|Born||Natalie Dunfee or Dunphy
April 7, 1882
|Died||November 15, 1965
|Occupation||Technicolor color supervisor|
|Spouse(s)||Herbert Kalmus (1902–1922)|
Natalie Kalmus (née Dunfee or Dunphy) (April 7, 1882, Houlton, Maine – November 15, 1965, Boston, Massachusetts), was credited as the "color supervisor" of virtually all Technicolor features made from 1934 to 1949. She was the wife of Technicolor founder Herbert T. Kalmus from July 23, 1902 to June 22, 1922, although they continued to live together until 1944.
Originally a catalog model, then an art student, Kalmus made sure that costumes, sets and lighting were adjusted for the camera's sensitivities. She was generally regarded as a nuisance, but her services were contractually part of Technicolor's services. In her attempts to keep colors from being rendered improperly onscreen, she was accused of going to the other extreme of mildness. She wrote: "A super-abundance of color is unnatural, and has a most unpleasant effect not only upon the eye itself, but upon the mind as well." She recommended "the judicious use of neutrals" as a "foil for color" in order to lend "power and interest to the touches of color in a scene." Producer David O. Selznick complained in a memo during the making of Gone with the Wind:
|“||[The] technicolor experts have been up to their old tricks of putting all sorts of obstacles in the way of real beauty. . . . We should have learned by now to take with a pound of salt much of what is said to us by the technicolor experts. . . . I have tried for three years now to hammer into this organization that the technicolor experts are for the purpose of guiding us technically on the [film] stock and not for the purpose of dominating the creative side of our pictures as to sets, costumes, or anything else. . . . If we are not going to go in for lovely combinations of set and costume and really take advantage of the full variety of colors available to us, we might just as well have made the picture in black and white. It would be a sad thing indeed if a great artist had all violent colors taken off his palette for fear that he would use them so clashingly as to make a beautiful painting impossible.||”|
Director Vincente Minnelli recalled of making Meet Me in St. Louis, "My juxtaposition of color had been highly praised on the stage, but I couldn't do anything right in Mrs. Kalmus's eyes." Director Allan Dwan was more blunt: "Natalie Kalmus was a bitch."
Her association with Technicolor was severed in 1948 when she named the corporation as a co-defendant in an alimony suit against Herbert Kalmus, when it appeared he was about to remarry. She sued unsuccessfully for separate maintenance and half his assets of Technicolor, Inc. In 1950 she licensed her name for a line of designer television cabinets made by a California manufacturer. Her personal papers are now in the Margaret Herrick Library at the Academy of Motion Picture Arts and Sciences.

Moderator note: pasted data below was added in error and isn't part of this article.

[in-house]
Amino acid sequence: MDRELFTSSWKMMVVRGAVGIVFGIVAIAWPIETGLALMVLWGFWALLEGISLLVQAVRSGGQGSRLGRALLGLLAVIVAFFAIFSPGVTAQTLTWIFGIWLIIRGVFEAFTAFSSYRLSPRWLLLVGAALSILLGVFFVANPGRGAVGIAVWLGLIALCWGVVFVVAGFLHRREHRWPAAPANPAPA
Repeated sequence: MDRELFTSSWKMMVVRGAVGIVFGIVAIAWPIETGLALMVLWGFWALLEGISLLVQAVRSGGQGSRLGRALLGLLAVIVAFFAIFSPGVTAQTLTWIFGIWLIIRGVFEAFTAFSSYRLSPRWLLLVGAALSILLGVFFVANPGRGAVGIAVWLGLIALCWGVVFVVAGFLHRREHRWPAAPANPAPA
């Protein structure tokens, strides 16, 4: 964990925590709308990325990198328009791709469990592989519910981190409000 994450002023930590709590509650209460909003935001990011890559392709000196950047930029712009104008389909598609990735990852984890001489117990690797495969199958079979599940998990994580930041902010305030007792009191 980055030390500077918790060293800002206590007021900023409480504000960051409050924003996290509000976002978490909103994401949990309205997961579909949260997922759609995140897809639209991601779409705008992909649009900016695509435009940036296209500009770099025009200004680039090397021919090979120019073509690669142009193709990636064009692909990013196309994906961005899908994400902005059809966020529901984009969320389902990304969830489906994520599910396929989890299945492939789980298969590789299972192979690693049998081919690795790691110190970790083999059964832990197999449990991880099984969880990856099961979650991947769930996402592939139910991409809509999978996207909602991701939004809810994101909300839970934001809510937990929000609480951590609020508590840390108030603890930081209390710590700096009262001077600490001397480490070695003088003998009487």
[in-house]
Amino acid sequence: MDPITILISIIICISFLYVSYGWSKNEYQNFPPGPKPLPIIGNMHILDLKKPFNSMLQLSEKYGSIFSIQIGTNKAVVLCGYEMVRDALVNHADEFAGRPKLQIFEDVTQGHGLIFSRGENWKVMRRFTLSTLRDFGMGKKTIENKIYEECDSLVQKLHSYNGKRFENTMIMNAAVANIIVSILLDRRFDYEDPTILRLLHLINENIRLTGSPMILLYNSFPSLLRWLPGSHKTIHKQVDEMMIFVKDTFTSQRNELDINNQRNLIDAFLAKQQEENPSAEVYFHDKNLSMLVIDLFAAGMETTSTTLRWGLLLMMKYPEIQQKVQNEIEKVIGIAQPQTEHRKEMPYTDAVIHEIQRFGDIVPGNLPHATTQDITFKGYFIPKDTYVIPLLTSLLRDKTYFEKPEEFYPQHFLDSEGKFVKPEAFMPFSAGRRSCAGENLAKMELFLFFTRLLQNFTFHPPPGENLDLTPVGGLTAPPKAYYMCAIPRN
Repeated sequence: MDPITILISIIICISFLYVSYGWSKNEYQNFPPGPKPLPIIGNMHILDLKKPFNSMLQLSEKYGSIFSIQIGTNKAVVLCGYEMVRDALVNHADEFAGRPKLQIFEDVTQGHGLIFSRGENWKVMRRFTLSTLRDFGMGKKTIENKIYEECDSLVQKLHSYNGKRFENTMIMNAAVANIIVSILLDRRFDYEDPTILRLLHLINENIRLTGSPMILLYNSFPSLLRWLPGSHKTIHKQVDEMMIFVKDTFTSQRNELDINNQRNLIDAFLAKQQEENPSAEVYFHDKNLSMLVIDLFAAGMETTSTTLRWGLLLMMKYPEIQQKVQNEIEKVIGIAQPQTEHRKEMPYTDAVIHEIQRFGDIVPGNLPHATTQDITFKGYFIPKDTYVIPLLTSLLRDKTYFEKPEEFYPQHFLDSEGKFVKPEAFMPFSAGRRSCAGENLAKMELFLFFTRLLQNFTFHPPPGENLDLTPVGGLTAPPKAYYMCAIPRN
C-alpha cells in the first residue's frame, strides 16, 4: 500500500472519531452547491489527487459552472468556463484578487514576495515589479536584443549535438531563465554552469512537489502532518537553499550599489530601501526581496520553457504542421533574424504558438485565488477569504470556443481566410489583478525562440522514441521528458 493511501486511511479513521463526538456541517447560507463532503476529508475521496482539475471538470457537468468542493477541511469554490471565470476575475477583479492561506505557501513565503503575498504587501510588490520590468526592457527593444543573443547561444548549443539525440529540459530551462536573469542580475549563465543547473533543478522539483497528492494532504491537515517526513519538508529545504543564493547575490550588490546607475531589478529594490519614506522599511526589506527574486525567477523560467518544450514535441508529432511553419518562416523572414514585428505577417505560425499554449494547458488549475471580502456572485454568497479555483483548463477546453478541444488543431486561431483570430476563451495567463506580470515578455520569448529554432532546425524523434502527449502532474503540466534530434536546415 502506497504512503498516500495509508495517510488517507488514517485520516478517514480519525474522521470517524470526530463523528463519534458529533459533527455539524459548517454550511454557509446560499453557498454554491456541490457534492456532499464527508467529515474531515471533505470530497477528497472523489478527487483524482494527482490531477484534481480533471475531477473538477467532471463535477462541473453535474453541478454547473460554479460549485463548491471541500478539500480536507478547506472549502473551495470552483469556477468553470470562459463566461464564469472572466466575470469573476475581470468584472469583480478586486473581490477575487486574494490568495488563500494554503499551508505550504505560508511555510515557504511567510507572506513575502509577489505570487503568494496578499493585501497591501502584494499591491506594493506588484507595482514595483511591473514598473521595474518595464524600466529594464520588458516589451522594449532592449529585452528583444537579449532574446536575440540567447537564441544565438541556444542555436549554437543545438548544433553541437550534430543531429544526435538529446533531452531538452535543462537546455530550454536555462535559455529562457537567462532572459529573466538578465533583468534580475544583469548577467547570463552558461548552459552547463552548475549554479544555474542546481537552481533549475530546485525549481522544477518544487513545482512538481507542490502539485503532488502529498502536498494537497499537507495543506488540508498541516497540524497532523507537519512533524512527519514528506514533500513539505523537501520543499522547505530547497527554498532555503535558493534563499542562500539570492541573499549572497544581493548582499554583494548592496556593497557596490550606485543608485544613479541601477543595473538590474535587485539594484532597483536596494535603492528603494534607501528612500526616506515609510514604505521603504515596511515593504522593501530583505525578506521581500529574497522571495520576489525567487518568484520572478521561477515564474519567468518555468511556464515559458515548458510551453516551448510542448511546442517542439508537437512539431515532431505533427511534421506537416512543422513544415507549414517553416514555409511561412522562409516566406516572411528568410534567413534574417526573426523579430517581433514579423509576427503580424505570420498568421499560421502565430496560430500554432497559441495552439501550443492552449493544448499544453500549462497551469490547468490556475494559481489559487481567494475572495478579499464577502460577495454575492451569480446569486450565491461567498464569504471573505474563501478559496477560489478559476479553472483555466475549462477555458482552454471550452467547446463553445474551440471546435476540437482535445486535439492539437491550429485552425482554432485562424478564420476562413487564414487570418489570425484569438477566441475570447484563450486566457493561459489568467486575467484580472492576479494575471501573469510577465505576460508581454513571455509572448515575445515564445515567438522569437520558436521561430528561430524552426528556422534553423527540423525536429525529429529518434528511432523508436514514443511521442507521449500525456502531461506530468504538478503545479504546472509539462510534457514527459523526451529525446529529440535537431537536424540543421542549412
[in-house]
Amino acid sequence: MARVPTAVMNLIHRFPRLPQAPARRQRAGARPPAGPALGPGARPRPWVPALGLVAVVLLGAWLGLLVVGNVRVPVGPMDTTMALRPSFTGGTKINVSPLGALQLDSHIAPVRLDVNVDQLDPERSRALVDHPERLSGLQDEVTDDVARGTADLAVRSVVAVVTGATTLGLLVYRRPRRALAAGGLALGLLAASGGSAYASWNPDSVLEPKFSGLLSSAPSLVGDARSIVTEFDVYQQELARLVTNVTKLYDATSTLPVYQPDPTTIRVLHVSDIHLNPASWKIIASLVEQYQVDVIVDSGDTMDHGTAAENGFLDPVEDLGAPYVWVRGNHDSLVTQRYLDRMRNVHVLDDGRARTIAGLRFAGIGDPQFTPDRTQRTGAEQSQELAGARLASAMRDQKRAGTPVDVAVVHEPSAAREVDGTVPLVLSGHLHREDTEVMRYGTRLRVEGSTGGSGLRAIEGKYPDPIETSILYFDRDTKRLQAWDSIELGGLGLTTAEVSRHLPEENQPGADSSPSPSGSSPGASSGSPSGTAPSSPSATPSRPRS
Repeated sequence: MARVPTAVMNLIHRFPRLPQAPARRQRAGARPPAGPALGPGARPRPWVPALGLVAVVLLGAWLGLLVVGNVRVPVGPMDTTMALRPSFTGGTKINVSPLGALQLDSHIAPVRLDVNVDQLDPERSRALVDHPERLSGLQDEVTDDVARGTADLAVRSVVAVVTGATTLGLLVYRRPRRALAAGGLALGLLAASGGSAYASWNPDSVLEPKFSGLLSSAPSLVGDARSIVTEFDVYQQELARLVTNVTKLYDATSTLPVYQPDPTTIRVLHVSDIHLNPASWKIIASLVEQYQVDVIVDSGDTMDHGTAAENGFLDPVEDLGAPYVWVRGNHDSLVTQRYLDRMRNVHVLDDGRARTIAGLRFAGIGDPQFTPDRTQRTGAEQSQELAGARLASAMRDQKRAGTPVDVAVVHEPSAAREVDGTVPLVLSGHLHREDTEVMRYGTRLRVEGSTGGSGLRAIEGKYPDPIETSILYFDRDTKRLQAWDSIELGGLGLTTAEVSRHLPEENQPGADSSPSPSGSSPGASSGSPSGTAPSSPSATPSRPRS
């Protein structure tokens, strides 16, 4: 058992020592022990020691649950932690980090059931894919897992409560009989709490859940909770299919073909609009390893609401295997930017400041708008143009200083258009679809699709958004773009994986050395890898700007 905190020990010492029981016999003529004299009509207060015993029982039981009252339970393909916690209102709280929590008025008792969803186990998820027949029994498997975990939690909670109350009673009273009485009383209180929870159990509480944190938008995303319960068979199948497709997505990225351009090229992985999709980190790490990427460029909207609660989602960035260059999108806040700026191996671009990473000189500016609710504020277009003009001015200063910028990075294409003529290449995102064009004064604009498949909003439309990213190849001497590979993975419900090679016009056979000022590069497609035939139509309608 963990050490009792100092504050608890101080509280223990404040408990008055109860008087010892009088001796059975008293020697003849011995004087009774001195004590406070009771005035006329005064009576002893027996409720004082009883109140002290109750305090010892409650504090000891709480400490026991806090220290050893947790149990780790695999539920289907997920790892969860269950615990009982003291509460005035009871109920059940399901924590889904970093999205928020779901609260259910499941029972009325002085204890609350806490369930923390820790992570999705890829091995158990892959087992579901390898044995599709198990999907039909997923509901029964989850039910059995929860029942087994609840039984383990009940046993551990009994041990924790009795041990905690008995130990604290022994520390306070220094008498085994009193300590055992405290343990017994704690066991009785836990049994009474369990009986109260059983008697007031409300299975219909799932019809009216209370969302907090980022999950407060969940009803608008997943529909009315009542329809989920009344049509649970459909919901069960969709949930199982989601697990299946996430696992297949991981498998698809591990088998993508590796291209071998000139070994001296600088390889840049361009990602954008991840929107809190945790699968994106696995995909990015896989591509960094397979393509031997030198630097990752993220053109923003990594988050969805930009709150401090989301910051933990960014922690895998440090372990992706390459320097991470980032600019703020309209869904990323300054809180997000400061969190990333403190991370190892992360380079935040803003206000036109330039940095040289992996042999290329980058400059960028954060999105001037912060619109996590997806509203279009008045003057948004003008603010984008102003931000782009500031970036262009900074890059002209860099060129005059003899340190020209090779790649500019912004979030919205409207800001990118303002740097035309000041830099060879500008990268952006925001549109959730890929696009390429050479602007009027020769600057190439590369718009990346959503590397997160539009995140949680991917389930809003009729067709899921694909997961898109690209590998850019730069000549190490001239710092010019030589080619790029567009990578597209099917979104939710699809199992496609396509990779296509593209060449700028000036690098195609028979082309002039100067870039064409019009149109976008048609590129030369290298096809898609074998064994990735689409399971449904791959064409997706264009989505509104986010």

- Passenger list, S.S. France, Port of New York, June 2, 1926. Passenger list, S.S. Normandie, Port of New York, July 29, 1935. Passenger list, S.S. Queen Mary, Port of New York, 7 August 1939. Passenger list, S.S. Queen Mary, Port of New York, December 24, 1947.
- Kalmus v. Kalmus (1950) 97 CA2d 74.
- From an article on the filming of Trail of the Lonesome Pine:
[I]t did seem strange that a color director would have concerned herself, in other respects, with toning down the color effects, instead of striving for the kaleidoscopic riot in which some previous color efforts have resulted.
Mrs. Kalmus explained that:
"You can tell a story with color," she said. "You can build character and locale with it. But if you use too much of it, you may just spoil everything."
- Memo from David O. Selznick to production manager Ray Klune, March 13, 1939. Gone with the Wind was the fifth Technicolor picture Selznick made in three years.
- Vincente Minnelli, I Remember It Well, New York: Doubleday, 1974.
- Morris, Gary. "Angel in Exile", Bright Lights Film Journal, Issue 17, September 1996. However, Dwan and Kalmus never worked on a film together.
- "Funds Asked to Trace Technicolor Romance," Washington Post, Nov. 5, 1948, p. C9.
- "Natalie Kalmus Joins Richmond in TV Firm", Billboard, April 8, 1950, p. 11.
- "Choose a TV set designed for the homes of Hollywood Stars" (advertisement), New York Times, Dec. 14, 1950, p. 28.
- Natalie Kalmus, Television History — The First 75 Years.
- Natalie Kalmus, "Color Consciousness," Journal of the Society of Motion Picture Engineers 25, August 1935, p. 135-47.
- Natalie Kalmus, "Colour," in Behind the Screen: How Films Are Made, Stephen Watts, ed. London: A. Barker, Ltd., 1938.
- Kathleen McLaughlin, "Expert in Color Photography, Woman Is Paid $65,000 a Year," New York Times, Feb. 26, 1939, p. 46.
- "Madam Kalmus, Chemist," New York Times, April 2, 1939, p. 134.
- Natalie Kalmus, "Doorway to Another World," Coronet, vol. 25, no. 6, April 1949.
- Richard L. Coe, "Nation's Screens to Take on Color," Washington Post, March 7, 1950, p. 12.
- Scott Higgins, Harnessing the Technicolor Rainbow: Color Design in the 1930s. University of Texas Press, 2007. ISBN 978-0-292-71628-5.